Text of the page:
Friday, 3 January 2014

Most Interesting Trademark Issues from 2013: From gTLDs to Specsavers and SkyDrive!

Happy New Year 2014!

As 2013 is now officially closed, it is time to look at the most interesting pieces of news from IP world and this time I thought that I write about trademarks. There are many good listings on trademark cases and issues that should be worth our attention, but personally I believe that WTR daily e-mail service is one of the most reliable (we have also submitted some articles to that as well if I recall so it must be good)! They have created a splendid survey on trademark issues and cases which have been on their "most read" blogs listing during the last year and while there is naturally a European focus in this, there are definitely issues that are relevant also here in our domestic markets and naturally these further  highlight market developments. 

We are of the same opinion with the author Trevor Little when he says that "After covering the development of ICANN’s online expansion for over five years, it is perhaps not a surprise that a blog noting that new gTLDs finally became a reality after the first of the new strings were delegated to the root zone took top spot in the list of ‘most read’ blogs in 2013". But what are the other actual top stories  of which one would be aware of is more difficult question, well this is what WTR's statistics say about this:

  • gTLDs (and their subsequent brand challenges)
  • potential overhaul of European trademark environment ("Draft legislation by the European Commission concerning the European Trademark System which leaked to public")
  • Apple and Samsung battle for title of world’s most valuable brand
  • Logo-free initiative highlights the power of designs and trade dress
  • With Harris + Hoole coffee shops, Tesco takes phantom branding to the next level (on phantom brands, check out Lyndsay Peck's article from here to give you some background)
  • Rapid rise of the ‘cronut’ gives pointers for early-stage trademark strategy
  • Open source principles influence Debian’s new trademark policy
  • INTA 2013 ("probably always on the list")
  • ECJ decision in Specsavers v Asda: a 'significant win' for brand owners
The full story of WTR Blog's can be read from: here

I would add one interesting case to the list which is Sky International and others (Sky), owners of various UK and Community trade marks for Sky, who sued Microsoft Corporation and an associated company ("Microsoft") for trade mark infringement under Article 9(1)(b) and Article 9(1)(c) of the Community Trade Mark Regulation and the equivalent UK national provisions; and for (ii) passing off.

Relevant Articles are the following:

"...(b) any sign where, because of its identity with, or similarity to, the Community trade mark and the identity or similarity of the goods or services covered by the Community trade mark and the sign, there exists a likelihood of confusion on the part of the public; the likelihood of confusion includes the likelihood of association between the sign and the trade mark;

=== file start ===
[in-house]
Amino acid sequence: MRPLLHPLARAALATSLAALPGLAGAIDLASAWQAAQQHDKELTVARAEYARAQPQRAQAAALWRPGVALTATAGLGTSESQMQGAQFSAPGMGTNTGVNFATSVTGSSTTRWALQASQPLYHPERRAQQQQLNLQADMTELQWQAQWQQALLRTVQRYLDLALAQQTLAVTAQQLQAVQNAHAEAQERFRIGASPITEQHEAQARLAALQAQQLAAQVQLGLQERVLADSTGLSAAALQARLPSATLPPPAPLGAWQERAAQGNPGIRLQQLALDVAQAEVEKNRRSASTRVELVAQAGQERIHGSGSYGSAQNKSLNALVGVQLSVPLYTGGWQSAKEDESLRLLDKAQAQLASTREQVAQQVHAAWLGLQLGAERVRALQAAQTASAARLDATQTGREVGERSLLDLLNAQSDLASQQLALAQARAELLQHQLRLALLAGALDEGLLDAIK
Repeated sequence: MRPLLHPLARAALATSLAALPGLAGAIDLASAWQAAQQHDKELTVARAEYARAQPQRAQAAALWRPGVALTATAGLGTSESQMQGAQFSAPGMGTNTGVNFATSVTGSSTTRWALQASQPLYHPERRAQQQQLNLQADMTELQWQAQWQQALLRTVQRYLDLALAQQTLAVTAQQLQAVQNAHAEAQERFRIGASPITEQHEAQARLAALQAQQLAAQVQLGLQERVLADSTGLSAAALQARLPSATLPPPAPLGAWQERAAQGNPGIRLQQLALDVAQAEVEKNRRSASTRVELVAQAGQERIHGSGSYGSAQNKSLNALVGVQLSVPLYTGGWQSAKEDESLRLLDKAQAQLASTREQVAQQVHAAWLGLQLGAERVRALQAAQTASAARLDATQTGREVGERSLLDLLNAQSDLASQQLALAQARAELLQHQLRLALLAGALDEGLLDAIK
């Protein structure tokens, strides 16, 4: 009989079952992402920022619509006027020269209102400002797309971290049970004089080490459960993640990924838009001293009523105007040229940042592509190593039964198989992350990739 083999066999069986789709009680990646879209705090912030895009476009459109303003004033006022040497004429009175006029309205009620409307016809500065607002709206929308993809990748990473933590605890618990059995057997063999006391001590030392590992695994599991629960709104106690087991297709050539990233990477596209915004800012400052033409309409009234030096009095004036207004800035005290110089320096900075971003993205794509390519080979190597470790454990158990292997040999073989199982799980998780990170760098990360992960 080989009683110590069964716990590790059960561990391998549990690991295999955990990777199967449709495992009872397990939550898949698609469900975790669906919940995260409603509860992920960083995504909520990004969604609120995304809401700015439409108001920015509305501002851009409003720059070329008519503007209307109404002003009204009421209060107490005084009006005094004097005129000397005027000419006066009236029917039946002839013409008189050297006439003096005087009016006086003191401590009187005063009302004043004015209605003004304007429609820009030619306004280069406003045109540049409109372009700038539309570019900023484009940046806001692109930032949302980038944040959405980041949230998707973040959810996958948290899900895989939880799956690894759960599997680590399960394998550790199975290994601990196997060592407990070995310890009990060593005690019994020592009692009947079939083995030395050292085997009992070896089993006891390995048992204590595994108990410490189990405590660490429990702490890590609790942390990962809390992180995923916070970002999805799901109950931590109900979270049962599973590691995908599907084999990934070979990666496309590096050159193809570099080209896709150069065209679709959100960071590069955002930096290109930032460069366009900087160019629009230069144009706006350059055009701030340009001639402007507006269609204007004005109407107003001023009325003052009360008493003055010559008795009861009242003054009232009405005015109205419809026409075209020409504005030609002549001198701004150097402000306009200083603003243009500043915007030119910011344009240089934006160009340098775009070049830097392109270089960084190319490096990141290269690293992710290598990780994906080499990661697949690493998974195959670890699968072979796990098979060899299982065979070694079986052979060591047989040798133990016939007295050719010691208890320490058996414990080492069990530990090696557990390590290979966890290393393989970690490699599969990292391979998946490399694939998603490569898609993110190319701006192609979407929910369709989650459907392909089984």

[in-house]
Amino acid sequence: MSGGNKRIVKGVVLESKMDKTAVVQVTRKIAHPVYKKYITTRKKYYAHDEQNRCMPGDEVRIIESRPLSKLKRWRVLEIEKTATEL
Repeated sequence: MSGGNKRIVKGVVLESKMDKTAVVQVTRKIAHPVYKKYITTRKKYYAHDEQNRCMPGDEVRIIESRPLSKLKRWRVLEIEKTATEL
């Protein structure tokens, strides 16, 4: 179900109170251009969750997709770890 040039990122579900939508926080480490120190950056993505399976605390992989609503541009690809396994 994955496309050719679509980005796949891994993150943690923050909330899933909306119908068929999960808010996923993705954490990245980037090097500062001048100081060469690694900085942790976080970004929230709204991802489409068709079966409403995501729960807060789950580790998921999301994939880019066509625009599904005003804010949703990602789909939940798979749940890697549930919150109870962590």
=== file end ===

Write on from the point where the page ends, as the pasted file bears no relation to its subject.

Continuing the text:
(c) any sign which is identical with, or similar to, the Community trade mark in relation to goods or services which are not similar to those for which the Community trade mark is registered, where the latter has a reputation in the Community and where use of that sign without due cause takes unfair advantage of, or is detrimental to, the distinctive character or the repute of the Community trade mark."

In this case both claims where upheld (See more details from here). Briefly in this case Sky produced a TV set-top box which included digital storage so that viewers could both record and replay content, and, around 2005-6, it started transmitting its content over the internet and we all know Microsoft, which launched its "SkyDrive" product in 2007. This product provided consumers with an online storage facility for document files, photos and the like, which they could then access from anywhere on the internet and make them  available for sharing with others. There was likelihood of confusion as "Sky" would be bound to be seen as the dominant element of the SkyDrive sign: the average consumer would therefore see "Sky" as fulfilling a trade mark function rather than the SkyDrive mark as a whole.

Please note the procedural evidence point (which is why help desk calls are recorded!) - there had also been evidence of actual confusion in the form of calls to the Sky helpline.

I will revert to Nordic and Finnish IP issues in general (and not only to trademarks!) and litigations shortly afterwards with analysis but in the meanwhile feel free to post proposals for top 10 Finnish IP issues from 2013 - what is your favourite? Submit you views and we promise to give to you an analysis! We would perhaps give our vote to good will protection under Finnish law which is discussed also in our earlier blog: Thoughts on Goodwill Protection and Trademarks in Finnish IP Litigations!

Cheers,

               Jan